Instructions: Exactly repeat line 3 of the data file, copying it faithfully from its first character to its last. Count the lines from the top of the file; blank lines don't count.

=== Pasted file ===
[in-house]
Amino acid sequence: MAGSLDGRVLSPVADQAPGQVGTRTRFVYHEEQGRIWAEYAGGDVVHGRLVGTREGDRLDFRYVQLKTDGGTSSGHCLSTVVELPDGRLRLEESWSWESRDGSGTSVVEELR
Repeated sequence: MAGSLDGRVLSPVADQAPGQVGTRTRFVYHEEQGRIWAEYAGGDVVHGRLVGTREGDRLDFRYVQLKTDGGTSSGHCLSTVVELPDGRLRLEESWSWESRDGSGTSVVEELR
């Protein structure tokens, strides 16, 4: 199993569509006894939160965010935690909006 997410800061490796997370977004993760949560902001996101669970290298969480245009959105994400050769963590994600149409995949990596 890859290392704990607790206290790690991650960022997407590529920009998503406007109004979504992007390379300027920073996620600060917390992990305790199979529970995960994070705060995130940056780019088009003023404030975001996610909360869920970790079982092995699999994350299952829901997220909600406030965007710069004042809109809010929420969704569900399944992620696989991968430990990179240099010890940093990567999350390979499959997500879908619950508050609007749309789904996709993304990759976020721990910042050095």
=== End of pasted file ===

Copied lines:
Repeated sequence: MAGSLDGRVLSPVADQAPGQVGTRTRFVYHEEQGRIWAEYAGGDVVHGRLVGTREGDRLDFRYVQLKTDGGTSSGHCLSTVVELPDGRLRLEESWSWESRDGSGTSVVEELR